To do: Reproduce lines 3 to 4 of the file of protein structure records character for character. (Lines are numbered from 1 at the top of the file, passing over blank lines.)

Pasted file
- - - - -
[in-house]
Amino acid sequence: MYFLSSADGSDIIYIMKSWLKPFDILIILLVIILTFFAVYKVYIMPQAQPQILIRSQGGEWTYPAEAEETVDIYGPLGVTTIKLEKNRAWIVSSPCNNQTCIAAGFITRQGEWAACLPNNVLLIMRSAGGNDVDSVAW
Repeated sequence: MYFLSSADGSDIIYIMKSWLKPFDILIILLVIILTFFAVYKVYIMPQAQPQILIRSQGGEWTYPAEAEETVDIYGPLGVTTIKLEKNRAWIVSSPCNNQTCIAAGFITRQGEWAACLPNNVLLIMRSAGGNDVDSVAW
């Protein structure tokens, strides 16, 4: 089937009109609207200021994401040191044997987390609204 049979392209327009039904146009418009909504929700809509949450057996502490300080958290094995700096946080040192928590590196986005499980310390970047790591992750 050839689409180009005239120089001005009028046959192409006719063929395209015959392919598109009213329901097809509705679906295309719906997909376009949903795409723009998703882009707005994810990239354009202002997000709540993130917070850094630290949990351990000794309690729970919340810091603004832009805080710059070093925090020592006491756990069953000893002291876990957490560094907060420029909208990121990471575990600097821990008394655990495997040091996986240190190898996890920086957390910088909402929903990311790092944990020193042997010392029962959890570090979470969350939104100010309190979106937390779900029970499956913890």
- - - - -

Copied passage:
Repeated sequence: MYFLSSADGSDIIYIMKSWLKPFDILIILLVIILTFFAVYKVYIMPQAQPQILIRSQGGEWTYPAEAEETVDIYGPLGVTTIKLEKNRAWIVSSPCNNQTCIAAGFITRQGEWAACLPNNVLLIMRSAGGNDVDSVAW
């Protein structure tokens, strides 16, 4: 089937009109609207200021994401040191044997987390609204 049979392209327009039904146009418009909504929700809509949450057996502490300080958290094995700096946080040192928590590196986005499980310390970047790591992750 050839689409180009005239120089001005009028046959192409006719063929395209015959392919598109009213329901097809509705679906295309719906997909376009949903795409723009998703882009707005994810990239354009202002997000709540993130917070850094630290949990351990000794309690729970919340810091603004832009805080710059070093925090020592006491756990069953000893002291876990957490560094907060420029909208990121990471575990600097821990008394655990495997040091996986240190190898996890920086957390910088909402929903990311790092944990020193042997010392029962959890570090979470969350939104100010309190979106937390779900029970499956913890």